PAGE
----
We reached the farm which was receiving some modern-looking extension work. The farmer (?) popped out to ‘greet’ us and then we led our selves down the steep drop and then onto the moorland that was ‘The Foot’.
And here the trouble began.
Stretch upon stretch of ice, horizontal mini waterfalls signalled the first sign that this was certainly to be a game of two halves. Occasionally one could pick their way down this little single track following Hansel and Gretel-like the little oasis of stones and grass tufts that would provide essential grip.
I greeted ‘Wee Furries’ with a “See you soon!” and we were soon heading up towards the Duchal and Hardridge Farm via Gateside Road, a cold fog enveloping us, the sun a silver orb in the pale sky.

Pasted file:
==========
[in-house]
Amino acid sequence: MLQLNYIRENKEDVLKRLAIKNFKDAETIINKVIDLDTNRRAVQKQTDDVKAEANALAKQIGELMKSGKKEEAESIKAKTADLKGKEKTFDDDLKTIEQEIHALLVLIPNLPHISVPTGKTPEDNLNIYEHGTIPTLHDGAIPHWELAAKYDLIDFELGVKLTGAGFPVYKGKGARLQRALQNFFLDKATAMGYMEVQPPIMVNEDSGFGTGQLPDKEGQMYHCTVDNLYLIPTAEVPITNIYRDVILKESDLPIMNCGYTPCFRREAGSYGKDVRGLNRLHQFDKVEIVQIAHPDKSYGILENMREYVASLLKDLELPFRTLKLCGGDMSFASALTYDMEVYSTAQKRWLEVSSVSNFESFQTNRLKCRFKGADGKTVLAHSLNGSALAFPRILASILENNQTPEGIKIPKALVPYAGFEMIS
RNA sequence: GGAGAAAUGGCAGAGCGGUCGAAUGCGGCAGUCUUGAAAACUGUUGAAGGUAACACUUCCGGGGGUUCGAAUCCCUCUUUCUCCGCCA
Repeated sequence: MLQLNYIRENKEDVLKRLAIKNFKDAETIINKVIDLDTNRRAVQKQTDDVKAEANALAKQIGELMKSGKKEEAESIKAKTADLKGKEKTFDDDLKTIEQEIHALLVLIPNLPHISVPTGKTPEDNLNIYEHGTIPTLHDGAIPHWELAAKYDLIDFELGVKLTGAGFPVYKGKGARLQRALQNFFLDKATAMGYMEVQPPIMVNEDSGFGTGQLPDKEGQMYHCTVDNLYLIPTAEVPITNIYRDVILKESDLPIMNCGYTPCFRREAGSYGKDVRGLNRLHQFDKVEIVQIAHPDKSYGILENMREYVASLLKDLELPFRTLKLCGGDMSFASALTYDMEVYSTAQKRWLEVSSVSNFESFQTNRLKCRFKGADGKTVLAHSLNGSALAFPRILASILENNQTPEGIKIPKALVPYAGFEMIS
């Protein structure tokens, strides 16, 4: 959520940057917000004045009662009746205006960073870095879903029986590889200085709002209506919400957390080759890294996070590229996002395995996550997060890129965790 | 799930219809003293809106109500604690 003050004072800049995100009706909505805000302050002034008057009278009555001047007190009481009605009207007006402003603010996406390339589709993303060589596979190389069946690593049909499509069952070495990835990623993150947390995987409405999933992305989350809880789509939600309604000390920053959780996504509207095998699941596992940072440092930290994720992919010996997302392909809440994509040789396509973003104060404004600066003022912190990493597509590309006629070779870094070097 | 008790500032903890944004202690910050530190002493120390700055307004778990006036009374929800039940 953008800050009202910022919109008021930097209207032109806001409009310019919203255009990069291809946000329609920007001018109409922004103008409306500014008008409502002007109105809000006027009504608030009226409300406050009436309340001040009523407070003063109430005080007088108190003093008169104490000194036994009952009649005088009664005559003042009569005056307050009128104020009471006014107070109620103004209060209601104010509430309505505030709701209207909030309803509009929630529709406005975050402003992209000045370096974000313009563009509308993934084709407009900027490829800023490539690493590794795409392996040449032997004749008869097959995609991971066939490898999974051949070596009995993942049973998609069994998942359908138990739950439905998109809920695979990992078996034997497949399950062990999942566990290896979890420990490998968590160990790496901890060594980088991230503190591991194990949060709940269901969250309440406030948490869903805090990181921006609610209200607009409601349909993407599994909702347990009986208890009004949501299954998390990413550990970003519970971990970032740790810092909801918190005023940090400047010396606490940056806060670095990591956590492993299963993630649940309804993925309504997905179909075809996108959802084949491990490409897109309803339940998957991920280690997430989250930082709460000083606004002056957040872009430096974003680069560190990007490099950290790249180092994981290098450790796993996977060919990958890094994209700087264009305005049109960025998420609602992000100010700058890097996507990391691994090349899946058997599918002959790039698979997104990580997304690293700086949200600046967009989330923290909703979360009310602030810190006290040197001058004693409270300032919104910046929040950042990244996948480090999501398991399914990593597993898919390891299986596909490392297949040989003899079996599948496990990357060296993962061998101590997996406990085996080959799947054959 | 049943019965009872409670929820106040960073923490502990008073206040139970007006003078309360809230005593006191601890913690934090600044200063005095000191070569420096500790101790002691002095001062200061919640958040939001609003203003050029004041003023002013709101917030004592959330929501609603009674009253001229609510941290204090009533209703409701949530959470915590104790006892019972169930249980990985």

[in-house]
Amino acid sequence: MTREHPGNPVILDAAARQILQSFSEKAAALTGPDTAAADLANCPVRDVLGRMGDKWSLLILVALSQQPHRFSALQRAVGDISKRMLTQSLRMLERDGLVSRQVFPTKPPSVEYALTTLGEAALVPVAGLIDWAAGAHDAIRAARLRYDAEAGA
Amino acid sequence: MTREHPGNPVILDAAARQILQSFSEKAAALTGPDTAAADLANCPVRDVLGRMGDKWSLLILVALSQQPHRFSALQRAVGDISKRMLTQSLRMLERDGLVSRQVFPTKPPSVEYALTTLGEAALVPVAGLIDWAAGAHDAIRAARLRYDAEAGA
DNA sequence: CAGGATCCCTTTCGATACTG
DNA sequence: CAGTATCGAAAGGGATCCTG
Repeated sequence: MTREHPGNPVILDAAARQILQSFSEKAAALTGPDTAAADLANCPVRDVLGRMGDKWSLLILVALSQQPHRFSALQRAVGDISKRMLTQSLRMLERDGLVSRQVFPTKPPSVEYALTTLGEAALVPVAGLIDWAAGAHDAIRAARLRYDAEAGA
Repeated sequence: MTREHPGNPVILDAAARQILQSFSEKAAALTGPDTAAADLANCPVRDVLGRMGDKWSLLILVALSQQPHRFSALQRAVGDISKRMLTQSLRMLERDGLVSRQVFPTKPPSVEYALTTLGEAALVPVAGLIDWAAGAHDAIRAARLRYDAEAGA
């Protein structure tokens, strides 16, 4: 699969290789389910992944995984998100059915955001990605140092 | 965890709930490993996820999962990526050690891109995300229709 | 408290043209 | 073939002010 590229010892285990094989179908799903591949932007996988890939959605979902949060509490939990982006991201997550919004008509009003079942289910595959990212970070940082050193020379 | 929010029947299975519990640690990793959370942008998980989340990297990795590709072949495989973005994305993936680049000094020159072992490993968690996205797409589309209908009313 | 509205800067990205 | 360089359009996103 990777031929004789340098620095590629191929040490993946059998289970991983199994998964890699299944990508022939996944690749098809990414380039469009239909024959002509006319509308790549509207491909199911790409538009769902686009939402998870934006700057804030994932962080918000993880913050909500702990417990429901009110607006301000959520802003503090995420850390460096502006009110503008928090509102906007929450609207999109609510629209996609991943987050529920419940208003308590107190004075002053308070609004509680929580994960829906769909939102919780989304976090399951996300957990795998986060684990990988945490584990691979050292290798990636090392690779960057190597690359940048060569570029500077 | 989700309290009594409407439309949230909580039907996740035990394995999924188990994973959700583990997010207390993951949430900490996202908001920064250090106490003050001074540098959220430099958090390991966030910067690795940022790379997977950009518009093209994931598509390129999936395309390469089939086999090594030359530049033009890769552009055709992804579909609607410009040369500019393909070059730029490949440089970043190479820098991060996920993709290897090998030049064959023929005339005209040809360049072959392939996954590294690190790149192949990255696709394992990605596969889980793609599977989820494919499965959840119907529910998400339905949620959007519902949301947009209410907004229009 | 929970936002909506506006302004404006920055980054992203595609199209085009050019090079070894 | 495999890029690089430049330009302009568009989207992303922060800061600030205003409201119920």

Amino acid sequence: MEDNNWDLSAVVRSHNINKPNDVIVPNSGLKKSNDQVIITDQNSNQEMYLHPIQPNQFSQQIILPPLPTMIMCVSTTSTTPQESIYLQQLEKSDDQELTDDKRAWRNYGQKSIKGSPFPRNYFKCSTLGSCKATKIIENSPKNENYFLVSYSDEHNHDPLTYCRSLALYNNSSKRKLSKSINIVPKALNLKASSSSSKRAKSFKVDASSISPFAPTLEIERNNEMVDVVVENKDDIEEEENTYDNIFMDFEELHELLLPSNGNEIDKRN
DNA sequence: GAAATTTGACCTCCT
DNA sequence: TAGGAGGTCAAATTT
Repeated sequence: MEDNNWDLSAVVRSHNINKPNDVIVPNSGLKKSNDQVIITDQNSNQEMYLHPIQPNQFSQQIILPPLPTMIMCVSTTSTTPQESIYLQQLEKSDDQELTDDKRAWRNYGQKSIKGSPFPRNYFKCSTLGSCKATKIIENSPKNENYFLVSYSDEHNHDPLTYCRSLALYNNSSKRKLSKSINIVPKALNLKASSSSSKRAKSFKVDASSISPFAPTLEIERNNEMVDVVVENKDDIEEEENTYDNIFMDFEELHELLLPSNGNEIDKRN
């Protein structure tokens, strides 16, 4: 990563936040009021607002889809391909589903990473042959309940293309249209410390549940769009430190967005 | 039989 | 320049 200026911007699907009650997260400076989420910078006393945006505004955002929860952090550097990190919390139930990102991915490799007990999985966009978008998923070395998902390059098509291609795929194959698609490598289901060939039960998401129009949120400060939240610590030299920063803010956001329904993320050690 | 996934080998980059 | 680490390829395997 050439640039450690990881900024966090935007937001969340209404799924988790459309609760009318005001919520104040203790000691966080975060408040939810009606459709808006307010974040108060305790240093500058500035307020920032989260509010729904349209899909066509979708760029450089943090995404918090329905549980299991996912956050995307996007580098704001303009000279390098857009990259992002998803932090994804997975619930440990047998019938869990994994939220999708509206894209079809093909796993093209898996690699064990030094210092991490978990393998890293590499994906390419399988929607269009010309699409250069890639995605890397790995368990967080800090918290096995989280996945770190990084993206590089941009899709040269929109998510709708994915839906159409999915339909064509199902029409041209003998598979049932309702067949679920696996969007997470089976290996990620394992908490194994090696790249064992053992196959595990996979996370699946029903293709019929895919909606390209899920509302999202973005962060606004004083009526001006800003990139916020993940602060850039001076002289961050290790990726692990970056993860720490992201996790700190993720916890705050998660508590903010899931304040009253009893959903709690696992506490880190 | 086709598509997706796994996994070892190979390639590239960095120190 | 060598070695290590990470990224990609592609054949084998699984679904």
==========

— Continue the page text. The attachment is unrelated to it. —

The ever-present Highland cattle were..present, but our fatigue had shaved most of our nervousness and we simply acknowledged them. Climbing up, Kilmacolm Dam to our left, the air was filled with cracking and sploshing; hunks of ice inches thick were strewn across our path. But this was nothing.
Finally, just at the maximum elevation of our journey, we crossed the stream and boarded the moor.
Now, this route is littered with troughs of standing water. I have seen this area completely free of puddle ONCE in my nigh on 4 years of mountain biking; festering pools of hidden insect life during the summer months; unapologetic baths of ice-cold water during October.
The route across the moor was pock-marked with frozen ponds, some of which stretch to 20 feet in length and were bordered by precarious gaps or boggy fern – strength-sapping and frustrating. ‘Are we there YET!?’ was our shared refrain. We battled; we slipped; we skidded; we plunged. Each advance was quickly punctuated with frosty breath exhaled in response to yet another obstacle.